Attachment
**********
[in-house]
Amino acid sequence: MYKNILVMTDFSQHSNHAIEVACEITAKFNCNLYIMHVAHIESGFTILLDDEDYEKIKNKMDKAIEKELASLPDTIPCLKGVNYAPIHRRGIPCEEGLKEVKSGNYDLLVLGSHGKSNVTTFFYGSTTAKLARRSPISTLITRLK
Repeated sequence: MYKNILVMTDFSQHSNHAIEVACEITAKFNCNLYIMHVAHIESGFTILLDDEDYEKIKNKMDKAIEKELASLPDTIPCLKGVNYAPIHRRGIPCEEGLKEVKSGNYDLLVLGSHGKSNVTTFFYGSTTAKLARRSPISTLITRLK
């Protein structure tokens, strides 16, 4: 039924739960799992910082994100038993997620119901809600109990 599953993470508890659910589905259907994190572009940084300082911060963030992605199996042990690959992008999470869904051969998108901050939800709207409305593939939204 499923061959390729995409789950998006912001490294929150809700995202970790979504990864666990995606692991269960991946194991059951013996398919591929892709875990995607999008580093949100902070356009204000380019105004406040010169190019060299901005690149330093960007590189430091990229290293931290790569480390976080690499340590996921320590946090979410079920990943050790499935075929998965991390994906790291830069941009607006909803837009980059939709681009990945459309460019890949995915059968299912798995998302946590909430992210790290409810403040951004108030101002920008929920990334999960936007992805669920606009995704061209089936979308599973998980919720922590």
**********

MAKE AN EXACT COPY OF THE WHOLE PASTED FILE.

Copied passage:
[in-house]
Amino acid sequence: MYKNILVMTDFSQHSNHAIEVACEITAKFNCNLYIMHVAHIESGFTILLDDEDYEKIKNKMDKAIEKELASLPDTIPCLKGVNYAPIHRRGIPCEEGLKEVKSGNYDLLVLGSHGKSNVTTFFYGSTTAKLARRSPISTLITRLK
Repeated sequence: MYKNILVMTDFSQHSNHAIEVACEITAKFNCNLYIMHVAHIESGFTILLDDEDYEKIKNKMDKAIEKELASLPDTIPCLKGVNYAPIHRRGIPCEEGLKEVKSGNYDLLVLGSHGKSNVTTFFYGSTTAKLARRSPISTLITRLK
């Protein structure tokens, strides 16, 4: 039924739960799992910082994100038993997620119901809600109990 599953993470508890659910589905259907994190572009940084300082911060963030992605199996042990690959992008999470869904051969998108901050939800709207409305593939939204 499923061959390729995409789950998006912001490294929150809700995202970790979504990864666990995606692991269960991946194991059951013996398919591929892709875990995607999008580093949100902070356009204000380019105004406040010169190019060299901005690149330093960007590189430091990229290293931290790569480390976080690499340590996921320590946090979410079920990943050790499935075929998965991390994906790291830069941009607006909803837009980059939709681009990945459309460019890949995915059968299912798995998302946590909430992210790290409810403040951004108030101002920008929920990334999960936007992805669920606009995704061209089936979308599973998980919720922590």